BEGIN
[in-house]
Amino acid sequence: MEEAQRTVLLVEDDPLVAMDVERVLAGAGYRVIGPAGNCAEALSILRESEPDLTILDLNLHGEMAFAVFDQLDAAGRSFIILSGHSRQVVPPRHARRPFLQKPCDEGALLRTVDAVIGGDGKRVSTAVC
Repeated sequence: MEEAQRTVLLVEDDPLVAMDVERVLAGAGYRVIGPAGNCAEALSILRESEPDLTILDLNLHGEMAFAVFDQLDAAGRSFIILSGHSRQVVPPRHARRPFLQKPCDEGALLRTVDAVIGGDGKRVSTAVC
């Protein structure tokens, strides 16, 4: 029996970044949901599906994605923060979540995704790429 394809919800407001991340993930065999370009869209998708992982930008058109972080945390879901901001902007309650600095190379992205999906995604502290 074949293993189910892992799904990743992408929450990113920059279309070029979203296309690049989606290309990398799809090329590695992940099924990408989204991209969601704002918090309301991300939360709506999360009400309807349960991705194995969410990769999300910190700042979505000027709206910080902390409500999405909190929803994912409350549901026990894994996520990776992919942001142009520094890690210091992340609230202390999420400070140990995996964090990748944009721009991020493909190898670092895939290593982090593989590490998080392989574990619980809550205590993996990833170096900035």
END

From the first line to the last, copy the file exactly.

[in-house]
Amino acid sequence: MEEAQRTVLLVEDDPLVAMDVERVLAGAGYRVIGPAGNCAEALSILRESEPDLTILDLNLHGEMAFAVFDQLDAAGRSFIILSGHSRQVVPPRHARRPFLQKPCDEGALLRTVDAVIGGDGKRVSTAVC
Repeated sequence: MEEAQRTVLLVEDDPLVAMDVERVLAGAGYRVIGPAGNCAEALSILRESEPDLTILDLNLHGEMAFAVFDQLDAAGRSFIILSGHSRQVVPPRHARRPFLQKPCDEGALLRTVDAVIGGDGKRVSTAVC
């Protein structure tokens, strides 16, 4: 029996970044949901599906994605923060979540995704790429 394809919800407001991340993930065999370009869209998708992982930008058109972080945390879901901001902007309650600095190379992205999906995604502290 074949293993189910892992799904990743992408929450990113920059279309070029979203296309690049989606290309990398799809090329590695992940099924990408989204991209969601704002918090309301991300939360709506999360009400309807349960991705194995969410990769999300910190700042979505000027709206910080902390409500999405909190929803994912409350549901026990894994996520990776992919942001142009520094890690210091992340609230202390999420400070140990995996964090990748944009721009991020493909190898670092895939290593982090593989590490998080392989574990619980809550205590993996990833170096900035």